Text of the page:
Initially, from the examples given by O’Reilly, Web 2.0 seemed like a more malleable version of Web 1.0. The main idea I eventually gathered from his article is that the open source user-oriented nature of Web 2.0 has allowed it to dominate previous internet experiences, which I supposed isn’t too far from my first impression. Not that I could have ever predicted how the internet would change from 2005 to 2010, but it seems logical that the “global brain” and “perpetual beta” approaches to improving the web would overtake more the more static environment of Web 1.0.
Some of O’Reilly’s ideas I found particularly compelling included references to the “head” and tail” of the internet, problems with copyright control, and O’Reilly’s discussion of “software above a single device.”
Without reading this article, I don’t think I would have ever considered there to be a “head” or “tail” to the Internet. It’s an interesting analogy for the big and little guys of the web. From the sounds of Web 2.0, however, and its movement toward catering to the user (I think?), it seems to me that a role reversal could be imminent on the digital front. To be more specific, in 20 years, will the blog-savvy 12 year-olds of today be satisfied with taking a backseat to the “heads” of the net? I don’t think so, at least not by the time they’re 32 and Web 5.0 (or an equivalent) has rolled onto the scene.
Now, about copyright control. Obviously, there’ve been ongoing issues with it since O’Reilly wrote his article. Amazon’s book reviews were one an example. O’Reilly mentions how easy it is to copy book review information, and I definitely know I’ve searched for information before and seen identical text pasted between completely independent web pages. In 2005, O’Reilly predicted “heightened attempts at control” with respect to copyrighted data, and he may be correct, although I think the nature of Web 2.0 would complicate this major endeavor. How could a company possibly track every nook and cranny of web space to ensure their book reviews are safe? It’s almost as though there’d be a need for some sort of Internet police. I don’t really know how that would work, though, or if something like it already exists.
As for “software above a single device,” it surprised me a little when O’Reilly mentioned iTunes and iPod because (for whatever reason) both came to mind upon reading the section’s header. After considering O’Reilly’s comparisons of Microsoft’s products (and software release cycle) vs. Google’s perpetually updating services, Apple’s iPod and iTunes seem brilliant as the duo encompasses the best of both worlds: a service associated with an optional product. (Maybe this isn’t too enlightening for other people, but I’d certainly never considered how well the Apple family worked before.) Furthermore, the idea of “software above a single device” brings me back to Gardner’s forecast of “web servers in our pockets.” The fact that both O’Reilly and Gardner mention the use of web devices, in my opinion, makes me think the web is becoming something we no longer temporarily log into, but something we’re perpetually attached to (presently, I don’t think I’m comfortable with this idea—my phone doesn’t even text, and the digital distance is nice!)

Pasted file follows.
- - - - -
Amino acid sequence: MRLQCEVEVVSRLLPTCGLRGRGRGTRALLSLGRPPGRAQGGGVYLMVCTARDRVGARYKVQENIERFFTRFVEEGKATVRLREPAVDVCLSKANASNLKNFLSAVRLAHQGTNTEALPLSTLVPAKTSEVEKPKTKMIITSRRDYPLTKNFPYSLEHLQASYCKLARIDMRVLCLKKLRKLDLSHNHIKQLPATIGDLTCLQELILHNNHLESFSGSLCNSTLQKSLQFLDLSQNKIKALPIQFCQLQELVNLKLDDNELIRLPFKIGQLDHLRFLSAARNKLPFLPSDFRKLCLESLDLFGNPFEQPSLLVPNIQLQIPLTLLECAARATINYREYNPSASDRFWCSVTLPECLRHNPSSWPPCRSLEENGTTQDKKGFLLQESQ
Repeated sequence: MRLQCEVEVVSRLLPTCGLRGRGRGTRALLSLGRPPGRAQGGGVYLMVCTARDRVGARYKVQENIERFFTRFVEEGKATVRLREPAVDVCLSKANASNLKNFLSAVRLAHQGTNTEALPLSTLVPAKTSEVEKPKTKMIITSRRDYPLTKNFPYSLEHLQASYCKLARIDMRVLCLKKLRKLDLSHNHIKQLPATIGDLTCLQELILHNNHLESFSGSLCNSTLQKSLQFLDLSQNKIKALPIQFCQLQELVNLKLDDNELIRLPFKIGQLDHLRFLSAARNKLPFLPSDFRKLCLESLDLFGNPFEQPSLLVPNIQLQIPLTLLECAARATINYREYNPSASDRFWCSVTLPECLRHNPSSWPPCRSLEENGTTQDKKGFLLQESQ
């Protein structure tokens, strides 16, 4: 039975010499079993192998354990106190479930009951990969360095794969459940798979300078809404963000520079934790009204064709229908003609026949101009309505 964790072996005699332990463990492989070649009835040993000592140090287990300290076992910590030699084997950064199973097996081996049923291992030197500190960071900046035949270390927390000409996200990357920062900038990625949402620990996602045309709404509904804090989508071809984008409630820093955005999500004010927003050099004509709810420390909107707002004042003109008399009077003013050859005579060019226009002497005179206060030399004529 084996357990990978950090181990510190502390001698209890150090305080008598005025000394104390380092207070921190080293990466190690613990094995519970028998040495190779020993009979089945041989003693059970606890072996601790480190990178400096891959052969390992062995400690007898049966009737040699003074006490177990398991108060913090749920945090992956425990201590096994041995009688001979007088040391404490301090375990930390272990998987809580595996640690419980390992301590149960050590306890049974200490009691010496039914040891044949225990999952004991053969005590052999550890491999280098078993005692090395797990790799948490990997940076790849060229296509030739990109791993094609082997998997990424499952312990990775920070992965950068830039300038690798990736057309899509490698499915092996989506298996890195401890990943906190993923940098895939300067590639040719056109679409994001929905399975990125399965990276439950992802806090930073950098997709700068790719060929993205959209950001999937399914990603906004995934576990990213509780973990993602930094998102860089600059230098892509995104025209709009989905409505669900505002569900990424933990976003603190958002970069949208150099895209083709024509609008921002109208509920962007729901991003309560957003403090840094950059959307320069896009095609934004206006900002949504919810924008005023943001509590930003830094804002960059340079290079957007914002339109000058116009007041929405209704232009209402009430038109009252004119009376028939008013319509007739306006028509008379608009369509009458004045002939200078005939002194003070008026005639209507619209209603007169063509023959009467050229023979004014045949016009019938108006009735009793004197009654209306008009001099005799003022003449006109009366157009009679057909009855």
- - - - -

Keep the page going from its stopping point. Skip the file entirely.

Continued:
Lastly, I was a little lost when O’Reilly discussed “lightweight programming models.” I understood the ideas behind “hackability” and “remixability,” but the concept of “coupling” and “stacking” systems is a little beyond me. To me, stacking and coupling sounds like the GIS examples O’Reilly gives where similar data is used by different web services (e.g. MapQuest vs. Google Maps), so that basic data is just delivered differently by different companies. I could be way off with this interpretation, though. Also, because I’m unaware of what the “traditional IT mindset” is, I don’t know what O’Reilly’s getting at when he contrasts it to “The Web 2.0 mindset,” which makes me think I could be missing an important point.
PS Sorry my posts are so long! I’ll try to cut back in the future.